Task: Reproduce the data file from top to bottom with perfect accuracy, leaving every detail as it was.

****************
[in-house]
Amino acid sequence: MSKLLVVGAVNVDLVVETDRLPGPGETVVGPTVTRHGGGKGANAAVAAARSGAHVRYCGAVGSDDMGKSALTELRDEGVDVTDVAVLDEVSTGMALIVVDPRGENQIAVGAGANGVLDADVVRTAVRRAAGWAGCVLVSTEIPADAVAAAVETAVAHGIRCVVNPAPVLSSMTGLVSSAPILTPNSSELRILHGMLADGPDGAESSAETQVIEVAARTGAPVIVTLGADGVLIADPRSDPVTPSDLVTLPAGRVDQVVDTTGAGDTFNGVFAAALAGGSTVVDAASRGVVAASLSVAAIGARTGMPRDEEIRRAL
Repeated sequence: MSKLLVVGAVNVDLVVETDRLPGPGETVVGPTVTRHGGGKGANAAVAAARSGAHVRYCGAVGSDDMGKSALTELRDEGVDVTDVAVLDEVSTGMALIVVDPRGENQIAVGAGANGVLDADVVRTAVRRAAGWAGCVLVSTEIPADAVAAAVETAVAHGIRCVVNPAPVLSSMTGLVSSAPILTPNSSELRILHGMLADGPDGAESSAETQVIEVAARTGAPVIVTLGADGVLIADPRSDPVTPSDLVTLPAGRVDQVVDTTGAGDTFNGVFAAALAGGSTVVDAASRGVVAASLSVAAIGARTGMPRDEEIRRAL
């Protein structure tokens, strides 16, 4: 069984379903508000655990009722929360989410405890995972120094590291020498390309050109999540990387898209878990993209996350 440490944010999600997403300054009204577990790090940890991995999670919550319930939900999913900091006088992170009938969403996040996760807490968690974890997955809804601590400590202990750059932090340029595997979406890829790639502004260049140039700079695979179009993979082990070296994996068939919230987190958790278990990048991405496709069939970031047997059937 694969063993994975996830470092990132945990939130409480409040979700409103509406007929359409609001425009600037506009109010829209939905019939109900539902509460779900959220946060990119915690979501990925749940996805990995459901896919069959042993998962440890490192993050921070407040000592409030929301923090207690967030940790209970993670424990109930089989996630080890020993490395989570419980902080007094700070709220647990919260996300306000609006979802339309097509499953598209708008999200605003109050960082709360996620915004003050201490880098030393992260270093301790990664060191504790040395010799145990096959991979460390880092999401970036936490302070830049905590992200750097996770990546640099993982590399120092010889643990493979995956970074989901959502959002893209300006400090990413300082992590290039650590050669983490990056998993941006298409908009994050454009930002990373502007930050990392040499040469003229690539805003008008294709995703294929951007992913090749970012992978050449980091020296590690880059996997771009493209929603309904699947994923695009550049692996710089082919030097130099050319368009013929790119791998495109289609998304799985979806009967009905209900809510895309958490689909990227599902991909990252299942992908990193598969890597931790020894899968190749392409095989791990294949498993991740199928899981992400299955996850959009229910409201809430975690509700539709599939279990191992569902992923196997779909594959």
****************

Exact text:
[in-house]
Amino acid sequence: MSKLLVVGAVNVDLVVETDRLPGPGETVVGPTVTRHGGGKGANAAVAAARSGAHVRYCGAVGSDDMGKSALTELRDEGVDVTDVAVLDEVSTGMALIVVDPRGENQIAVGAGANGVLDADVVRTAVRRAAGWAGCVLVSTEIPADAVAAAVETAVAHGIRCVVNPAPVLSSMTGLVSSAPILTPNSSELRILHGMLADGPDGAESSAETQVIEVAARTGAPVIVTLGADGVLIADPRSDPVTPSDLVTLPAGRVDQVVDTTGAGDTFNGVFAAALAGGSTVVDAASRGVVAASLSVAAIGARTGMPRDEEIRRAL
Repeated sequence: MSKLLVVGAVNVDLVVETDRLPGPGETVVGPTVTRHGGGKGANAAVAAARSGAHVRYCGAVGSDDMGKSALTELRDEGVDVTDVAVLDEVSTGMALIVVDPRGENQIAVGAGANGVLDADVVRTAVRRAAGWAGCVLVSTEIPADAVAAAVETAVAHGIRCVVNPAPVLSSMTGLVSSAPILTPNSSELRILHGMLADGPDGAESSAETQVIEVAARTGAPVIVTLGADGVLIADPRSDPVTPSDLVTLPAGRVDQVVDTTGAGDTFNGVFAAALAGGSTVVDAASRGVVAASLSVAAIGARTGMPRDEEIRRAL
């Protein structure tokens, strides 16, 4: 069984379903508000655990009722929360989410405890995972120094590291020498390309050109999540990387898209878990993209996350 440490944010999600997403300054009204577990790090940890991995999670919550319930939900999913900091006088992170009938969403996040996760807490968690974890997955809804601590400590202990750059932090340029595997979406890829790639502004260049140039700079695979179009993979082990070296994996068939919230987190958790278990990048991405496709069939970031047997059937 694969063993994975996830470092990132945990939130409480409040979700409103509406007929359409609001425009600037506009109010829209939905019939109900539902509460779900959220946060990119915690979501990925749940996805990995459901896919069959042993998962440890490192993050921070407040000592409030929301923090207690967030940790209970993670424990109930089989996630080890020993490395989570419980902080007094700070709220647990919260996300306000609006979802339309097509499953598209708008999200605003109050960082709360996620915004003050201490880098030393992260270093301790990664060191504790040395010799145990096959991979460390880092999401970036936490302070830049905590992200750097996770990546640099993982590399120092010889643990493979995956970074989901959502959002893209300006400090990413300082992590290039650590050669983490990056998993941006298409908009994050454009930002990373502007930050990392040499040469003229690539805003008008294709995703294929951007992913090749970012992978050449980091020296590690880059996997771009493209929603309904699947994923695009550049692996710089082919030097130099050319368009013929790119791998495109289609998304799985979806009967009905209900809510895309958490689909990227599902991909990252299942992908990193598969890597931790020894899968190749392409095989791990294949498993991740199928899981992400299955996850959009229910409201809430975690509700539709599939279990191992569902992923196997779909594959």